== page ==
an astonishing attempt...[to] rid ourselves of ourselves, and demolish ourselves...[like Berkley] to be is to be perceived, declares Beckett...[the bit where the character scurries along hugging a wall, filmed only from the back, is]...a perception of action, an action-image...[The bit where the character enters the room and goes round closing windows, covering mirrors and evicting pets, filmed largely from the back with the camera not intruding past 45 degree angles, is]...the perception of perception or the a double system of reference...[Then]...  the finally seen [by the camera] from the front ...[and] ...the last convention is revealed: the the double of [the character], the same face, a patch over one eye (monocular vision) with the single difference the [character] now has an anguished expression and [the camera] has an attentive expression...We are in the domain of the perception of affection: the most terrifying, that which still survives when all the others have been destroyed: it is the perception of self by self the affection-image...

So – OK this is pretty understandable, but the next bit is much more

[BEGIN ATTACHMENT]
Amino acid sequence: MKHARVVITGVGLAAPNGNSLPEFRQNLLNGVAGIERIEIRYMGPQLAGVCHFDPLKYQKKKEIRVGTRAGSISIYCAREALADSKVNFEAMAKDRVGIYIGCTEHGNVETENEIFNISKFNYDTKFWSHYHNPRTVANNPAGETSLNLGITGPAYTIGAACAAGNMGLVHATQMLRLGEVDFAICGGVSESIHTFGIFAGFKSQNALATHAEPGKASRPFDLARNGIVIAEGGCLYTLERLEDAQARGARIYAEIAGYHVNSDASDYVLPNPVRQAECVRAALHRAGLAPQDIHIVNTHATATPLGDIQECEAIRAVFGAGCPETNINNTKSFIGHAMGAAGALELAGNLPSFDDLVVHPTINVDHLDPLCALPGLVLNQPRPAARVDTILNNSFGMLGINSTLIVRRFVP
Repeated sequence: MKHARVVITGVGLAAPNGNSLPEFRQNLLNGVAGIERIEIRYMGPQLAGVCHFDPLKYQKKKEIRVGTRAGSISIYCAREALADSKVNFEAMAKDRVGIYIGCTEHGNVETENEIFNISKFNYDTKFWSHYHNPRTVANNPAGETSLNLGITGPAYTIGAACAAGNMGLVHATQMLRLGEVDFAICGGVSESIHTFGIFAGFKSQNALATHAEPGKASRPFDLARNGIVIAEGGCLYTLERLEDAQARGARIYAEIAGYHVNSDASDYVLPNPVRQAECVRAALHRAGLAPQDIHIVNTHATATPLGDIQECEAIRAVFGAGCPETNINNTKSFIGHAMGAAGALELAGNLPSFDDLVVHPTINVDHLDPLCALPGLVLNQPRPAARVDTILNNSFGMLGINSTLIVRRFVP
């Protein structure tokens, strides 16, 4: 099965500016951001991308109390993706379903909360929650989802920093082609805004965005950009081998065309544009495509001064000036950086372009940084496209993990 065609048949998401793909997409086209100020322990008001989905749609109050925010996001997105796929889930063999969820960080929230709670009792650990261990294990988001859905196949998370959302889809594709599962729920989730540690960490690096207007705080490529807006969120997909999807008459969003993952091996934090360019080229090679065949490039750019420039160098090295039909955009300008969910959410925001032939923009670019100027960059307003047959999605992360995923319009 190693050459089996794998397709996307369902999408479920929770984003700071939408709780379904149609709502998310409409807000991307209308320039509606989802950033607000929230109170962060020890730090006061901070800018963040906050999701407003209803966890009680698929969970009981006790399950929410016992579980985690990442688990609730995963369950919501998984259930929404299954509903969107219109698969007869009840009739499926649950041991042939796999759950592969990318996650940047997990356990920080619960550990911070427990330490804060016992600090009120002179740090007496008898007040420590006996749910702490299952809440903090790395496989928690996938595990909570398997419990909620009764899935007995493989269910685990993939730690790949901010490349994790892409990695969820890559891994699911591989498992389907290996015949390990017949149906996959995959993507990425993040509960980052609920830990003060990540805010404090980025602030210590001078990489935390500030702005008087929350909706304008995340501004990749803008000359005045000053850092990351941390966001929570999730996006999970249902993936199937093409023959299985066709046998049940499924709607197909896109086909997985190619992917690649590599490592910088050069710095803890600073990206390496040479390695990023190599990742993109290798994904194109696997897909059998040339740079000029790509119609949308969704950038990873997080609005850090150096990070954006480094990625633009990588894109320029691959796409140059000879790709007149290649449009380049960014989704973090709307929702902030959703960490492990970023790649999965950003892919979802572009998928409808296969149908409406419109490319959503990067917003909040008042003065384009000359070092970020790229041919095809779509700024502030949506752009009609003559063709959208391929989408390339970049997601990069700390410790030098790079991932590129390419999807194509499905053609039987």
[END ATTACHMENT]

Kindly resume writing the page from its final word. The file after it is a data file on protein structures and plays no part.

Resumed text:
The end [fade-out on the character rocking in a chair and a close-up eye] suggests – death immobility, blackness. But, for Beckett, immobility, death, the loss of personal movement and of vertical stature...are only a subjective finality...only a means in relation to more profound end. It is a question of attaining once more the world before man...the position where movement was...under the regime of universal variation, and where light, always propagating itself, had no need to be revealed...[Proceeding to ] the extinction of action-images, perception-images and affection images, Beckett ascends once more to the luminous plane of immanence, the plane of matter and its cosmic eddying of movement -images. He traces the three varieties of image back to the mother movement-image...Beckett’s originality is to be content to elaborate a symbolic system of simple conventions [how much the camera can reveal of the character] – according to which the three images are successively extinguished – as the condition which makes possible this general tendency of experimental cinema (66—68).